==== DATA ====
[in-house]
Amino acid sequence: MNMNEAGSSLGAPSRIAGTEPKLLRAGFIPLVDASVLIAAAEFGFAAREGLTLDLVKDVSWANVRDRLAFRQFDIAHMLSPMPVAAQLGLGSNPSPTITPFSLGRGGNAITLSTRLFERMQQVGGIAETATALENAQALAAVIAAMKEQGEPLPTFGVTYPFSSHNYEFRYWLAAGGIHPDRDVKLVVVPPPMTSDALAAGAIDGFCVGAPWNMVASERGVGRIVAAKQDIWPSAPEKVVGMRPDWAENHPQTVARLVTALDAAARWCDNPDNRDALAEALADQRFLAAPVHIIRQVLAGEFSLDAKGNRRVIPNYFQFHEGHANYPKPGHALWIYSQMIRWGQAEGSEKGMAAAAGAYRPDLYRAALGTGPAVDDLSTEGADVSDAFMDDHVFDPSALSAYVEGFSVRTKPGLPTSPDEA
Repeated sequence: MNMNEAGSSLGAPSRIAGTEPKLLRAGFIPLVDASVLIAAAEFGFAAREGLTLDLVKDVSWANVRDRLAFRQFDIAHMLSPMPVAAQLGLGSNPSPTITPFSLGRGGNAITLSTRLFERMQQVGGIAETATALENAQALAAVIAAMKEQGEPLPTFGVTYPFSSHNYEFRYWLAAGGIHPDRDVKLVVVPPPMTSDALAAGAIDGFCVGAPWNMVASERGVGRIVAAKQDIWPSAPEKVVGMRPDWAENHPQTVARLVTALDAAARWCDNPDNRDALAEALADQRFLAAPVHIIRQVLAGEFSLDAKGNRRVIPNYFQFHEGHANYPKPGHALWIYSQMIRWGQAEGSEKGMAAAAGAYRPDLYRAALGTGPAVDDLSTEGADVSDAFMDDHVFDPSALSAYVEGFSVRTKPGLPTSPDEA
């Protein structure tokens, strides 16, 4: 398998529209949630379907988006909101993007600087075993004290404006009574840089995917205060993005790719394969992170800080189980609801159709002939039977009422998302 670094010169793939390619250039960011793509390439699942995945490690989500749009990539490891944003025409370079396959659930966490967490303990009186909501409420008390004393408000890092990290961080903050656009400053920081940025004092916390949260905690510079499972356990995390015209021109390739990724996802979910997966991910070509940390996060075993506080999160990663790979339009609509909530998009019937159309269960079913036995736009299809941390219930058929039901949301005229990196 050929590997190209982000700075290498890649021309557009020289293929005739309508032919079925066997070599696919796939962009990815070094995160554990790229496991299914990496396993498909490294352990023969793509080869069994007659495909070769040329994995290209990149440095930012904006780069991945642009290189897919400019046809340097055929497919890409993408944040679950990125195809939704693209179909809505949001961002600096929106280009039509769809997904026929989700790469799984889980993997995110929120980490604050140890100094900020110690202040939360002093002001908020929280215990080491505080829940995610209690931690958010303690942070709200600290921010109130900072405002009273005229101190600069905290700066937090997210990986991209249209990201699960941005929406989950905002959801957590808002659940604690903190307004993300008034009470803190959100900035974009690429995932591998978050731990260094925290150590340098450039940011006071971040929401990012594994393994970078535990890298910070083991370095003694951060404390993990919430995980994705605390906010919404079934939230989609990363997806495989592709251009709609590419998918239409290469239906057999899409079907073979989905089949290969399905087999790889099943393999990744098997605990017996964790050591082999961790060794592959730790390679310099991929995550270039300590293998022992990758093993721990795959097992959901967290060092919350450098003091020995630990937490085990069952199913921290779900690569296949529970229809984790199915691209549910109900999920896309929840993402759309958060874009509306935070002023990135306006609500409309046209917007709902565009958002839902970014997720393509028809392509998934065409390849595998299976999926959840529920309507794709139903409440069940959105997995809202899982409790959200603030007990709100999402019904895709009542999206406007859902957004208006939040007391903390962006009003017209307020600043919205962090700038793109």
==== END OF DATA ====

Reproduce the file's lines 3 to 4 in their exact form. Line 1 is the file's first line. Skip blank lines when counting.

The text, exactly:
Repeated sequence: MNMNEAGSSLGAPSRIAGTEPKLLRAGFIPLVDASVLIAAAEFGFAAREGLTLDLVKDVSWANVRDRLAFRQFDIAHMLSPMPVAAQLGLGSNPSPTITPFSLGRGGNAITLSTRLFERMQQVGGIAETATALENAQALAAVIAAMKEQGEPLPTFGVTYPFSSHNYEFRYWLAAGGIHPDRDVKLVVVPPPMTSDALAAGAIDGFCVGAPWNMVASERGVGRIVAAKQDIWPSAPEKVVGMRPDWAENHPQTVARLVTALDAAARWCDNPDNRDALAEALADQRFLAAPVHIIRQVLAGEFSLDAKGNRRVIPNYFQFHEGHANYPKPGHALWIYSQMIRWGQAEGSEKGMAAAAGAYRPDLYRAALGTGPAVDDLSTEGADVSDAFMDDHVFDPSALSAYVEGFSVRTKPGLPTSPDEA
């Protein structure tokens, strides 16, 4: 398998529209949630379907988006909101993007600087075993004290404006009574840089995917205060993005790719394969992170800080189980609801159709002939039977009422998302 670094010169793939390619250039960011793509390439699942995945490690989500749009990539490891944003025409370079396959659930966490967490303990009186909501409420008390004393408000890092990290961080903050656009400053920081940025004092916390949260905690510079499972356990995390015209021109390739990724996802979910997966991910070509940390996060075993506080999160990663790979339009609509909530998009019937159309269960079913036995736009299809941390219930058929039901949301005229990196 050929590997190209982000700075290498890649021309557009020289293929005739309508032919079925066997070599696919796939962009990815070094995160554990790229496991299914990496396993498909490294352990023969793509080869069994007659495909070769040329994995290209990149440095930012904006780069991945642009290189897919400019046809340097055929497919890409993408944040679950990125195809939704693209179909809505949001961002600096929106280009039509769809997904026929989700790469799984889980993997995110929120980490604050140890100094900020110690202040939360002093002001908020929280215990080491505080829940995610209690931690958010303690942070709200600290921010109130900072405002009273005229101190600069905290700066937090997210990986991209249209990201699960941005929406989950905002959801957590808002659940604690903190307004993300008034009470803190959100900035974009690429995932591998978050731990260094925290150590340098450039940011006071971040929401990012594994393994970078535990890298910070083991370095003694951060404390993990919430995980994705605390906010919404079934939230989609990363997806495989592709251009709609590419998918239409290469239906057999899409079907073979989905089949290969399905087999790889099943393999990744098997605990017996964790050591082999961790060794592959730790390679310099991929995550270039300590293998022992990758093993721990795959097992959901967290060092919350450098003091020995630990937490085990069952199913921290779900690569296949529970229809984790199915691209549910109900999920896309929840993402759309958060874009509306935070002023990135306006609500409309046209917007709902565009958002839902970014997720393509028809392509998934065409390849595998299976999926959840529920309507794709139903409440069940959105997995809202899982409790959200603030007990709100999402019904895709009542999206406007859902957004208006939040007391903390962006009003017209307020600043919205962090700038793109």